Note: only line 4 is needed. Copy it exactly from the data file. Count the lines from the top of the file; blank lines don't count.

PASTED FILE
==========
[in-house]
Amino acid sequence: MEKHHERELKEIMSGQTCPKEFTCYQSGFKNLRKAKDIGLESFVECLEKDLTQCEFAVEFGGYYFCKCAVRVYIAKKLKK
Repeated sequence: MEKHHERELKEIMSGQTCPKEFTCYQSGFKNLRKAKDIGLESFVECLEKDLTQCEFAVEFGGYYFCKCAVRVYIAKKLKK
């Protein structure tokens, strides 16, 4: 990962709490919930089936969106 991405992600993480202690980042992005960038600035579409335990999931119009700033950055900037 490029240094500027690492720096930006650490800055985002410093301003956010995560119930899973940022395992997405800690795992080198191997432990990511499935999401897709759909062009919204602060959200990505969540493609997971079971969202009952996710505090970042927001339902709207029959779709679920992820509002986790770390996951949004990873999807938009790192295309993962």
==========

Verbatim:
């Protein structure tokens, strides 16, 4: 990962709490919930089936969106 991405992600993480202690980042992005960038600035579409335990999931119009700033950055900037 490029240094500027690492720096930006650490800055985002410093301003956010995560119930899973940022395992997405800690795992080198191997432990990511499935999401897709759909062009919204602060959200990505969540493609997971079971969202009952996710505090970042927001339902709207029959779709679920992820509002986790770390996951949004990873999807938009790192295309993962």